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CCG participates in the fifth annual meeting of the Astana Club

2019-11-11


On November 11-12, 2019, the Nazarbayev Center in Kazakhstan hosted the fifth annual meeting of the Astana Club, the largest platform for discussing geopolitical and security issues in the region. Under the theme “Greater Eurasia: On the Way to a New Architecture for Global Cooperation,” the fifth meeting of the club was organized by the Institute of World Economy and Politics and the Foundation of the First President of the Republic of Kazakhstan - Elbasy.



During the two-day event, more than 50 international speakers and experts in the field of geopolitics, economics and international relations from 23 countries discussed key issues on for the future of Eurasia and the changing dynamics of global processes.


 

CCG President Wang Huiyao participated in an open panel sessions, “Trade Wars and Protectionism – What Is the Outlook for the Global Economy?” engaging in conversation on issues such as the Sino-US trade war, the Belt and Road Initiative (BRI), the World Trade Organization (WTO) and rules for the world economy.

 

New pathways needed to tackle 21st-century issues

 

Wang said that according to the International Monetary Fund (IMF), Sino-US trade frictions have caused a slowdown in the global economy. They have also contributed to major impacts on global value chains and large losses for global industry.

 



Wang said the major reason for this is that the international community is still addressing the 21st-century trade issues with 20th-century methods. For example, traditional accounting methods for measuring China-US trade no longer accurately or fairly reflect the value gained by both countries.

 

Increasingly interconnected US-China trade relationship

 

Wang stressed that the US-China trade relationship is still increasingly interconnected. He noted that there are nearly 70,000 US firms in China, generating annual sales revenue of $700 billion to $900 billion in recent years, and that more than 50% of Chinese exports to the U.S. are actually exported by multinational corporations or joint ventures with US companies.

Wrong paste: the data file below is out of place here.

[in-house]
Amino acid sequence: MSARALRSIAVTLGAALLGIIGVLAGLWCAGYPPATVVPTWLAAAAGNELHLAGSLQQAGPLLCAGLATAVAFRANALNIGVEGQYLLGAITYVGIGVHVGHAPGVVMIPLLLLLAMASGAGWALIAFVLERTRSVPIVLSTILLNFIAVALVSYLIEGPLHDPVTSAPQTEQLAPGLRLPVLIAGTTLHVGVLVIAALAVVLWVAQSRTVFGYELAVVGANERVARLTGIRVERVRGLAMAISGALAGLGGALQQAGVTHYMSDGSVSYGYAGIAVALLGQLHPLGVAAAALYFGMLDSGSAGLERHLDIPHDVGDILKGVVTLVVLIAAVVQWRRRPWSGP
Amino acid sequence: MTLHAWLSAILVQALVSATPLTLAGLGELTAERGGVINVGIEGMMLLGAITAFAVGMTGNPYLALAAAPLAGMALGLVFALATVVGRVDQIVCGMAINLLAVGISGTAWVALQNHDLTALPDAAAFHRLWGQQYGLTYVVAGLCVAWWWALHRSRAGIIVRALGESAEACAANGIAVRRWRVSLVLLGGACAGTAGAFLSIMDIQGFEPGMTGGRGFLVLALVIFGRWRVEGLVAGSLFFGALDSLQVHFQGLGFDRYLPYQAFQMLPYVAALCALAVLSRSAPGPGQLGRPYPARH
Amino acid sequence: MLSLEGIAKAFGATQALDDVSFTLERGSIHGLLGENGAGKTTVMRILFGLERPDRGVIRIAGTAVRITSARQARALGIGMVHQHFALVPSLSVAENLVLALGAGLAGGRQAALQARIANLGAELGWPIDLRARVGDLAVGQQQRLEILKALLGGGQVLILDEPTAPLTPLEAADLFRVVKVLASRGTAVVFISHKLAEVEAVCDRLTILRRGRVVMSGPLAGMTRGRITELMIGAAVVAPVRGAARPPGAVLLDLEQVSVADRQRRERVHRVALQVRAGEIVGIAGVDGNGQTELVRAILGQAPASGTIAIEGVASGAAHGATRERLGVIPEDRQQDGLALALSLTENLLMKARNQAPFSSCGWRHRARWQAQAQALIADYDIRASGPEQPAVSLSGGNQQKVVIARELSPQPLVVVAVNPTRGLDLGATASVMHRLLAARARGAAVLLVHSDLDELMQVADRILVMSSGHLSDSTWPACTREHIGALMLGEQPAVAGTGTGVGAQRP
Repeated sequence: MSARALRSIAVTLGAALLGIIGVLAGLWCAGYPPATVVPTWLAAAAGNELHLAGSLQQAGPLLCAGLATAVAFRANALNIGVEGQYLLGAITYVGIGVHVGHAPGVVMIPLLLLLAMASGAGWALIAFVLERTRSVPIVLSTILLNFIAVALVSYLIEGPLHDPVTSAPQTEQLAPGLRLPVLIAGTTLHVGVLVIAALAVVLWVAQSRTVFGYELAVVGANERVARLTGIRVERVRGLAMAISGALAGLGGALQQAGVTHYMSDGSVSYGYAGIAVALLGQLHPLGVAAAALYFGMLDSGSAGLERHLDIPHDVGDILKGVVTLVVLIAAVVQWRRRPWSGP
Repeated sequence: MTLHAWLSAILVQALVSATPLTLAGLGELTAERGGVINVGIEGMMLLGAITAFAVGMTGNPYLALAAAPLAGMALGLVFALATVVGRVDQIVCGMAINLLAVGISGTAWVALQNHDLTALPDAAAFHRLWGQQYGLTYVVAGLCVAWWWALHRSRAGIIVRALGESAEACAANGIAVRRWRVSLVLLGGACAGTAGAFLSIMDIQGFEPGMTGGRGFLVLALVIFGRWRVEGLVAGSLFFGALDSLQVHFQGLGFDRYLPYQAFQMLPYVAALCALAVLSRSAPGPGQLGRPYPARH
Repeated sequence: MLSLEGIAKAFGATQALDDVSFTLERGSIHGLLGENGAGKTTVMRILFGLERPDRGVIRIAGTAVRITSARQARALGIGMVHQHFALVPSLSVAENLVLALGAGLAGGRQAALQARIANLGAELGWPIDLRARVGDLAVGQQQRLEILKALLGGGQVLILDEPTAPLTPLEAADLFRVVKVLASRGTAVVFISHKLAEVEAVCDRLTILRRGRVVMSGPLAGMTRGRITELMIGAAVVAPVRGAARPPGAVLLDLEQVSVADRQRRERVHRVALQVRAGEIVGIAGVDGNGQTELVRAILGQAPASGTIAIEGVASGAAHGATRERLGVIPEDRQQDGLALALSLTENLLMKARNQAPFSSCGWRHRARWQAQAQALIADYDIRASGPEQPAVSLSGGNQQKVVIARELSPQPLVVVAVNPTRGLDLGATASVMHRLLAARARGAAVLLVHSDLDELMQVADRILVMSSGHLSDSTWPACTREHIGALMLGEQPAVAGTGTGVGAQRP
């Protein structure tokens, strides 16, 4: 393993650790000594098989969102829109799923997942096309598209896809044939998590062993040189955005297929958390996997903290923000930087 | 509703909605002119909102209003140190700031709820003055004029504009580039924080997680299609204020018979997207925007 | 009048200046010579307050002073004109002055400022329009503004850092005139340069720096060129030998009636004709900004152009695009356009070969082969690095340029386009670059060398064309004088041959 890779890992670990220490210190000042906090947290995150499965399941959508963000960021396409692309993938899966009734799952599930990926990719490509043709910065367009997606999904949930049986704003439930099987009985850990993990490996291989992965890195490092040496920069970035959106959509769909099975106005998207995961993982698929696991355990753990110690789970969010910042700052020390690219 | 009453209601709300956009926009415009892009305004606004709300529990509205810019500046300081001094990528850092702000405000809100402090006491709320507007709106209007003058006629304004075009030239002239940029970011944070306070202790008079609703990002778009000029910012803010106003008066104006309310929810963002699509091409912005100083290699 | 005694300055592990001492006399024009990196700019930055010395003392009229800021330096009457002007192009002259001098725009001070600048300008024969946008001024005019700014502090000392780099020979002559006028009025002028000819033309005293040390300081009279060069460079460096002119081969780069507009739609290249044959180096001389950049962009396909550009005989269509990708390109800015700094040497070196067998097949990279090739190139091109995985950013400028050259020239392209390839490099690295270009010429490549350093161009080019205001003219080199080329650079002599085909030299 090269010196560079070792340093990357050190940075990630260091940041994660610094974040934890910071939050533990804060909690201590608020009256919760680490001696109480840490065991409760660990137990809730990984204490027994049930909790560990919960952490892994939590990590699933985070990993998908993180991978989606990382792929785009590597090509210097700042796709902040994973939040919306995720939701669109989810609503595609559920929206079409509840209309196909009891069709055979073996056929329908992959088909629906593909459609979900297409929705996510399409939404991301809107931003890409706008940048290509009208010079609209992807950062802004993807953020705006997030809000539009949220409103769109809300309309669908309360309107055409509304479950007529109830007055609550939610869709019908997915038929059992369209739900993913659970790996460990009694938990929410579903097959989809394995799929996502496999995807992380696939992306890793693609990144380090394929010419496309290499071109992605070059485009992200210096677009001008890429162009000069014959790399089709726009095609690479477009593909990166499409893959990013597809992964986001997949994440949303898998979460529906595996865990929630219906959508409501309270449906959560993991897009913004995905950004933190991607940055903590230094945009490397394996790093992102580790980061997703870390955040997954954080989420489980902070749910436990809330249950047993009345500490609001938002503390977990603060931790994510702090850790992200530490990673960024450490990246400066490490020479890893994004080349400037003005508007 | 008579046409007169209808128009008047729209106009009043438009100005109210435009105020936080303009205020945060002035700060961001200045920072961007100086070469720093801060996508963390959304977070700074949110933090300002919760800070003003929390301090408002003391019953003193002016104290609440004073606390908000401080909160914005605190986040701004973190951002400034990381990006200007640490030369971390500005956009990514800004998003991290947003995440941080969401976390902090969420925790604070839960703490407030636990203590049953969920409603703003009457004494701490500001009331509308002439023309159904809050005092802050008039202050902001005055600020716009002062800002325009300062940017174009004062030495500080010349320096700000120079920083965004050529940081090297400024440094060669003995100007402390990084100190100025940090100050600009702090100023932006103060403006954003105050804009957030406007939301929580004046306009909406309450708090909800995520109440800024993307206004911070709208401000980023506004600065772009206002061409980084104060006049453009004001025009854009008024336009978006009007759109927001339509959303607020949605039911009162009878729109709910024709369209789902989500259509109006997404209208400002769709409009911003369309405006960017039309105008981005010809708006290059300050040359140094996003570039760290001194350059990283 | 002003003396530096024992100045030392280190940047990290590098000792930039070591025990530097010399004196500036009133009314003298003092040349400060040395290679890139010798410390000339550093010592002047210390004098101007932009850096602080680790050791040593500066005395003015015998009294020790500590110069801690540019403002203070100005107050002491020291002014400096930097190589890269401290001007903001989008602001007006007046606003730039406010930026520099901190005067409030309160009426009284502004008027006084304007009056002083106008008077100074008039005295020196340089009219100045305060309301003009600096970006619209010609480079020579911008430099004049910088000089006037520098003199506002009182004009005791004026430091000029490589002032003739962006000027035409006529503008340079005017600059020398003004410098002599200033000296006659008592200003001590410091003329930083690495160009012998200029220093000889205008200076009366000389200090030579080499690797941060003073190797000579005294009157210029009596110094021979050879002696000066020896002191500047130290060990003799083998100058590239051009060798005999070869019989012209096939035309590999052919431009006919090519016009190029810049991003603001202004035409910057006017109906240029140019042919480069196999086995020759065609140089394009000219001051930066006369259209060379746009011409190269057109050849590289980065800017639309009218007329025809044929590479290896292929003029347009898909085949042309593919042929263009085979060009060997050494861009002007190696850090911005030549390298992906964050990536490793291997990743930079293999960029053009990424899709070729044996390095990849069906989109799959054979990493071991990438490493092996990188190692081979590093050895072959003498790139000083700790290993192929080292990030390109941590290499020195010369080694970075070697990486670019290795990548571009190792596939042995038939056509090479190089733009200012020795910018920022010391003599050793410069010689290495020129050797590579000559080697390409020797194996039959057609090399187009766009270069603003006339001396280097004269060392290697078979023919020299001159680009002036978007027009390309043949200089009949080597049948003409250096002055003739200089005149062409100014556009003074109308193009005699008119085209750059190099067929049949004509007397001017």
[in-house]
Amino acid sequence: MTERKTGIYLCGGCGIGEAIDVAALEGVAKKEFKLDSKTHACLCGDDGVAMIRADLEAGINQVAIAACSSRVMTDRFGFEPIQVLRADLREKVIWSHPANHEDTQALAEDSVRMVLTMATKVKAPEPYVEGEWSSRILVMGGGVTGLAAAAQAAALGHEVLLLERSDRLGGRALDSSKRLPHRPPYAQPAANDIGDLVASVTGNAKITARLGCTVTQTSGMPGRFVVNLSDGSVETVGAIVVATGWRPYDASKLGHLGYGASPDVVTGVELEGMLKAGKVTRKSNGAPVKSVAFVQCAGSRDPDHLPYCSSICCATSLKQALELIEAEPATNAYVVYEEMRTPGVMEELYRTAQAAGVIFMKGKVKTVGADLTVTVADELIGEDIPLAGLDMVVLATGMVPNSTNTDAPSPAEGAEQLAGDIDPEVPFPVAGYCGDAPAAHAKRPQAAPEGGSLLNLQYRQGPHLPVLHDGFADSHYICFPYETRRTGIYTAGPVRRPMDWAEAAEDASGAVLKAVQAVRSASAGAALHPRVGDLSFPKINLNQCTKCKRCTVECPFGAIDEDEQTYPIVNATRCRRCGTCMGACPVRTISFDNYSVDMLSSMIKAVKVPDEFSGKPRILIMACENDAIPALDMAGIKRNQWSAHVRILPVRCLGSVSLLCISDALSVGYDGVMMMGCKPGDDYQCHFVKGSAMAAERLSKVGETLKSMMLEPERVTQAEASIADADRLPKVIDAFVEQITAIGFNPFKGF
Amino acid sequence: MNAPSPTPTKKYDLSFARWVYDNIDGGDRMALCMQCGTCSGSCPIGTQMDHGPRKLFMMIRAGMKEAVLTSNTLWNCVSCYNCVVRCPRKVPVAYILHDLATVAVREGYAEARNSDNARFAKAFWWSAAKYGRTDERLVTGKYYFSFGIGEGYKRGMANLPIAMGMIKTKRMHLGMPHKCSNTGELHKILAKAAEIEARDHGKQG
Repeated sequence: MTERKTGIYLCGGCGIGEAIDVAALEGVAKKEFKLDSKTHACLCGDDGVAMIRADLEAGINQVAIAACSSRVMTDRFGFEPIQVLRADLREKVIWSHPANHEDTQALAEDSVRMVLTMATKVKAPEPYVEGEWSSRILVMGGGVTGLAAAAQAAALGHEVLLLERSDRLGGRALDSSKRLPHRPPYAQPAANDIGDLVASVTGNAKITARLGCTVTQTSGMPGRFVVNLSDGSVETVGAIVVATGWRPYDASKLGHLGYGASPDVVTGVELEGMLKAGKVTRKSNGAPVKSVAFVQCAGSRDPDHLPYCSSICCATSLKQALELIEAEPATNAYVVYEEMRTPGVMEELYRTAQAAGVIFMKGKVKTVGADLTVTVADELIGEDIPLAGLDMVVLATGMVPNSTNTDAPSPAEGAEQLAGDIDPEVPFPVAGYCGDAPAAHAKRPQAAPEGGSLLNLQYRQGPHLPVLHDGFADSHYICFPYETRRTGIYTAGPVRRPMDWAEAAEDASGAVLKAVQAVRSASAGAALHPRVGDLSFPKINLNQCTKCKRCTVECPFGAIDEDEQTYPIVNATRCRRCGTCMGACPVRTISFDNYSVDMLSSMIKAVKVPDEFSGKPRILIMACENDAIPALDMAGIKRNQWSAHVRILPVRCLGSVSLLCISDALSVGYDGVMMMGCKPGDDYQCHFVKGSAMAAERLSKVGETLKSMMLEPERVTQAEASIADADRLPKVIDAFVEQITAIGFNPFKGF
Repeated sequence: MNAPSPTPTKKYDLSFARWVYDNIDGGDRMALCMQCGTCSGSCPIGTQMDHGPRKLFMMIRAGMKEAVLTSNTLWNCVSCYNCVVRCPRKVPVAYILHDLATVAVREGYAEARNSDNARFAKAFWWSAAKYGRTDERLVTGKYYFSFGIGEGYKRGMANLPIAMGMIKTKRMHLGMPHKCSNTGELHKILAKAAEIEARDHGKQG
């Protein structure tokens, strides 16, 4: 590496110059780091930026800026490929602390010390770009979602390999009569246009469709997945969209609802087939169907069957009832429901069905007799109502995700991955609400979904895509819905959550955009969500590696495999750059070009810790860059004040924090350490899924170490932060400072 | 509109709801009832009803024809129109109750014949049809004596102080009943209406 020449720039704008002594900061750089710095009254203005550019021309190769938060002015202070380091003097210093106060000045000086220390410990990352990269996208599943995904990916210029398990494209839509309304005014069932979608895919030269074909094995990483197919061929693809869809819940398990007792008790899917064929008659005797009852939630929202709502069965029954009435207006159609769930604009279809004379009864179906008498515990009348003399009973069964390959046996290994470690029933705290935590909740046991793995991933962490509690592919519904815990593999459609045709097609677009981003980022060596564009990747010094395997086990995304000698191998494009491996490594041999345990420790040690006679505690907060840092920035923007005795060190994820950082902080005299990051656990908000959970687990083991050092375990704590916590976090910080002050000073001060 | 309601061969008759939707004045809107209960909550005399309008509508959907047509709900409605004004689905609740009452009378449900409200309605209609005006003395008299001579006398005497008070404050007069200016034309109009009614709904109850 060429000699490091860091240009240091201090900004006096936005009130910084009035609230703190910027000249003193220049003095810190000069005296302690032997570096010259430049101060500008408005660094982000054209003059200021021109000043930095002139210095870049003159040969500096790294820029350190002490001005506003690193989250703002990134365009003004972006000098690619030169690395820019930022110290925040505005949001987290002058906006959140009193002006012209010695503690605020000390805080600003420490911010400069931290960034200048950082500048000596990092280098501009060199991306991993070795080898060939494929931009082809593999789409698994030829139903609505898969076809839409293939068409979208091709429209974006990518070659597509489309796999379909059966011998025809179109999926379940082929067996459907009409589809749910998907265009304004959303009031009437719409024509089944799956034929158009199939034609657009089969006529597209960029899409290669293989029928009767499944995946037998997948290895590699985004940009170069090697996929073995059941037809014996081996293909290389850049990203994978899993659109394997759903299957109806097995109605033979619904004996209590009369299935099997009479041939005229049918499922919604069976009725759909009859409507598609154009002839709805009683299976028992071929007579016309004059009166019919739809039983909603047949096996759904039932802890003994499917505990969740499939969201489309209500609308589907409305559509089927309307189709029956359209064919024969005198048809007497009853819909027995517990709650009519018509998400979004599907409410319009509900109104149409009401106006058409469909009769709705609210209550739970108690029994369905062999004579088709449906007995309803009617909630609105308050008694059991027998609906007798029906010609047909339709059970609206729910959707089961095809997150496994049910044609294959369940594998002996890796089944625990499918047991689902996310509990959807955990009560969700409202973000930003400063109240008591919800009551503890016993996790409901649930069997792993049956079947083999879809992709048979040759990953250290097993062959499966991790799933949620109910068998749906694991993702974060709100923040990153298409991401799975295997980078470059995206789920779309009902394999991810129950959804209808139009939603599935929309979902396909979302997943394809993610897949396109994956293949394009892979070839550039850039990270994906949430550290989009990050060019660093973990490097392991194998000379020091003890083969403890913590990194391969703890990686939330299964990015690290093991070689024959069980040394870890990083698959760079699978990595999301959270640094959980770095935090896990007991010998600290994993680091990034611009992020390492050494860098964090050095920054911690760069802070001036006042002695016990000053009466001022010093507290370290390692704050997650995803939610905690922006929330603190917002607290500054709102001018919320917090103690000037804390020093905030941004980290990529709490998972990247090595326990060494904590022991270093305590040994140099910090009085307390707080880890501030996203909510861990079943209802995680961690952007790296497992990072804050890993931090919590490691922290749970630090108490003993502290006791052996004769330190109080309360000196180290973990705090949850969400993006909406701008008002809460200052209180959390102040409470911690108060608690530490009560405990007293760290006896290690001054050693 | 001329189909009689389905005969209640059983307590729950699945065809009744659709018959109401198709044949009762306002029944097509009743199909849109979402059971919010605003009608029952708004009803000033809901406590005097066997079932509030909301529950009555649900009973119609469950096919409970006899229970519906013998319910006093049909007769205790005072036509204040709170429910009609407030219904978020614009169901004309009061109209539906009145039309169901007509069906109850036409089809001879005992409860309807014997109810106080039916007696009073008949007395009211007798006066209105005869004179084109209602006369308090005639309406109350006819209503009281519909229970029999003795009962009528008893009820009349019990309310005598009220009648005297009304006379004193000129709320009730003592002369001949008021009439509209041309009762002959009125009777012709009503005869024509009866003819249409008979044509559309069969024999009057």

Wang also stressed that China is one of the most important markets for U.S. multinationals such as Apple, Walmart, General Motors (GM) and Ford. For example, China’s large market provides Apple with opportunities to expand revenue. Over the next five years, Apple estimates that it will contribute $350 billion to the U.S. economy. However, Apple also claims it could face future threats if the trade war continues.


 

Strengthening trade cooperation and supporting multilateralism is the key

 

Wang stated that strengthening trade cooperation is the key to maintain and promote international peace and stability. Multinational corporations are important to bilateral relations between China and the U.S. China’s new Foreign Investment Law, which will be effective on January 1 of 2020, will provide a powerful guarantee for the protection of the legitimate rights and interests of foreign investors, as well as for opening-up to the outside world. The law will be an important factor to help get China-U.S. relations back on the right track.

 

Wang also suggested that China and the United States could try to expand cooperation under the BRI. For example, as a new multilateral development bank, the Asian Infrastructure Investment Bank (AIIB) has made remarkable progress. If China and the U.S. could expand cooperation under this framework, it would be mutually beneficial for both economies and contribute to regional and global peace and stability.